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Geometry question from EGMO book by Evan Chan $(BAMO$ $2013/3).$

Let $H$ be the orthocenter of an acute triangle $ABC$. Consider the circumcenters of triangles $ABH, BCH,$ and $CAH$. Prove that they are the vertices of a triangle that is congruent to $ABC$.

[Outline]

For now let us call $(ABH)$ as $O_C$, $(ACH)$ as $O_B$, $(CBH)$ as $O_A$. Well, since $O_C$, $O_B$ are perpendicular to A (perpendicular bisector of $AH$), this implies that $O_CO_B ||CB$. Similarly the other sides. This basically shows that $\angle CAB= \angle O_CO_AO_B$. Similar results from other side give that the 2 triangles are similar. We may now use the extended law of sines on $\triangle BHC$ to get that the circumradii of the triangles are infact equal. To prove that the triangles are congruent, the given conditions suffice and thus we are done.

Well thats all cool but the hints told us that we could set up a homothety and show that $O_BO_C = 2\cdot (\frac{1}{2} BC)= BC$. Hmmmm. My scaled diagram gives me the vibes that infact with a homothety centred at $N_9$ and scaling factor -1, $C$ becomes $O_C$ and the others follow similarly. Also, since $N_9$ bisects $O$ and $H$.This motivates me even more to set up the mentioned homothety as it can be easily proved that H is infact the orthocenter of $\triangle O_CO_AO_B$. But since i have never used homothety and this happens to be my first question ever using it. Could someone please walk me through this using a well written solution? Thanks a lot.

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enter image description here

Let $X,Y,Z$ be the circumcenters. Then, XB = XH, ZB = ZH and

$$∠BZX = \frac12∠BZH = ∠BAH = a,\>\>\>\>\>∠BXZ = \frac12∠BXH = ∠BCH = a$$

Then, BXHZ is a rhombus; so is CXHY. As a result, BZ = XH = CY, BZ || XH || CY and BCYZ is a parallelogram, which leads to BC = ZY. Similarly, AB = YX and AC = ZX. Thus, the triangles XYZ and ABC are congruent.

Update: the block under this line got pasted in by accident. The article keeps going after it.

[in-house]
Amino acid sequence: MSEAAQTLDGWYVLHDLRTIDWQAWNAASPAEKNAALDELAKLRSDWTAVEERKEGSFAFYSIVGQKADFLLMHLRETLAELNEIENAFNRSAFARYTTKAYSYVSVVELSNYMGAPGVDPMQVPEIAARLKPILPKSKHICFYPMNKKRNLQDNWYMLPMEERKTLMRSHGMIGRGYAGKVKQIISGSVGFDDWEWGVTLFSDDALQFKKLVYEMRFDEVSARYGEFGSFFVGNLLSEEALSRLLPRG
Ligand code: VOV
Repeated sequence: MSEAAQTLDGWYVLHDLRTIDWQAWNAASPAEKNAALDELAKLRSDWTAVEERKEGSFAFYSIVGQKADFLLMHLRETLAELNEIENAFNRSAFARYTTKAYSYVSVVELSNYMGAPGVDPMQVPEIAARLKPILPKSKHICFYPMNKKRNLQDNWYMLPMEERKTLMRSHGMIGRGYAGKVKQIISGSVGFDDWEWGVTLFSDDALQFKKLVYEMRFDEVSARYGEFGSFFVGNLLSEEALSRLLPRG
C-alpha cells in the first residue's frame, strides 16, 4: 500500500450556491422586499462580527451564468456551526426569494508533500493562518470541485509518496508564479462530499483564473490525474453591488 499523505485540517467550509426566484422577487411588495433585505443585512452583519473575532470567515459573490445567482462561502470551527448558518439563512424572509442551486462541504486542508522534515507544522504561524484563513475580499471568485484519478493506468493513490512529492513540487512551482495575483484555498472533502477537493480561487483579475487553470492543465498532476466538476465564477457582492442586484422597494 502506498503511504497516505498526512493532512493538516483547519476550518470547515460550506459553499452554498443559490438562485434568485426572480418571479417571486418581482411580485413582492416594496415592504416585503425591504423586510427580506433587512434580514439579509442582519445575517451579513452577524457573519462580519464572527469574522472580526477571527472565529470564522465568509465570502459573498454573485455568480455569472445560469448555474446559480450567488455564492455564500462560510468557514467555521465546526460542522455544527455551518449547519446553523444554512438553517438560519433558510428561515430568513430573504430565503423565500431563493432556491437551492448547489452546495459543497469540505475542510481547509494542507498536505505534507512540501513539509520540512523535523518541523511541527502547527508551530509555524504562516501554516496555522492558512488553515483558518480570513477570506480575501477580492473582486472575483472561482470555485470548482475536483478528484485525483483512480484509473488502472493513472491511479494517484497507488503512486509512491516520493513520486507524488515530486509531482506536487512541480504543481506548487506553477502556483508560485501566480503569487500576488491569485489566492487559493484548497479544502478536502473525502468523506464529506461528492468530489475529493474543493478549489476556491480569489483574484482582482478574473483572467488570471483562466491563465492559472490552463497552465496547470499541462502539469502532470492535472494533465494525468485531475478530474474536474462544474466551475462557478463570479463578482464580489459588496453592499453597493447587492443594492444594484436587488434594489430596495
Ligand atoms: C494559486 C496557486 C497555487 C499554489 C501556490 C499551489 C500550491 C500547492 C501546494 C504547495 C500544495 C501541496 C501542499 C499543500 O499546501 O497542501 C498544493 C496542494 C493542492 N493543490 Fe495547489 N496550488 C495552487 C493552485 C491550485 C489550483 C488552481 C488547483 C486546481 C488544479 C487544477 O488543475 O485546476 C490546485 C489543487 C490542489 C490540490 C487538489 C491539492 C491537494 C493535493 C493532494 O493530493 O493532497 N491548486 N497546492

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  • $\begingroup$ Yes @Quanto i get that the problem can infact be solved which is what i had tried to depict with the outline. However could you please provide a solution that specifically uses homothety. $\endgroup$ – Aayam Mathur Jun 25 '20 at 19:13
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As you said, the triangle $O_A O_B O_C$ has its sides respectively parallel to those of $ABC$. This implies that it is the image of $ABC$ under some dilation or translation $h$.

Let $O$ be the circumcenter of $ABC$. Then it is easy to see that it is the orthocenter of $O_A O_B O_C$. Therefore $h(H) = O$.

At the same time, $H$ is the circumcenter of $O_A O_B O_C$. Therefore $h(O) = H$.

Given that $h$ exchanges $O$ and $H$, it must be the dilation of coefficient $-1$ centered at the midpoint $N$ of $O$ and $H$.

Added. It may be that the intended proof was to show separately that each triangle is homothetic to the triangle of midpoints of $ABC$. $ABC$ is homothetic to it through the center of gravity $G$. $O_A O_B O_C$ is homothetic to it through $O$. This last fact follows from the fact that the two triangles are in perspective from $O$ and have parallel sides. Incidentally, this gives another proof that the four circumradii are equal.

Taken together, all of what's been said shows that $O, H, N, G$ are aligned and allows you to determine what their relative positions are: the dilation of ratio $-1/2$ through $G$ followed by the dilation through $O$ with ratio $2$ is equal to the dilation through $N$ with ratio $-1$.

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